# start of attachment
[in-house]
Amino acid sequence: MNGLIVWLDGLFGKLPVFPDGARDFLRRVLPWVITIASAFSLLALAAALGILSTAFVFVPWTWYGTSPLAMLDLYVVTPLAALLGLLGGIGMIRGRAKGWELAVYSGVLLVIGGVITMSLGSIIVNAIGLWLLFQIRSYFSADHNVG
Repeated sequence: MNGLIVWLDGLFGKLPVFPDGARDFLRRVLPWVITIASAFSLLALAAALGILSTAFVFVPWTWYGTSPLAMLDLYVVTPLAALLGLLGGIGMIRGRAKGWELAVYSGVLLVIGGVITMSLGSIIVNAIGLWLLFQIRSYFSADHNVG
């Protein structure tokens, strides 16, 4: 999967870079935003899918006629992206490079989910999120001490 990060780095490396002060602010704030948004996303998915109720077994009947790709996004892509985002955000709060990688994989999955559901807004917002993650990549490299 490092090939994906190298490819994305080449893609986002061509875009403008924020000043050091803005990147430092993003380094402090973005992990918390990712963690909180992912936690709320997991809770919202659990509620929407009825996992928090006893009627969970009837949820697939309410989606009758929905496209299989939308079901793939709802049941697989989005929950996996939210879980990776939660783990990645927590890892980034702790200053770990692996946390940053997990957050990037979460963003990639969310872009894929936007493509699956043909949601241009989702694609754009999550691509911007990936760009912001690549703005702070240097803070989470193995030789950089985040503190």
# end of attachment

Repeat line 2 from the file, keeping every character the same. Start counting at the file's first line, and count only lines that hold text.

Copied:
Amino acid sequence: MNGLIVWLDGLFGKLPVFPDGARDFLRRVLPWVITIASAFSLLALAAALGILSTAFVFVPWTWYGTSPLAMLDLYVVTPLAALLGLLGGIGMIRGRAKGWELAVYSGVLLVIGGVITMSLGSIIVNAIGLWLLFQIRSYFSADHNVG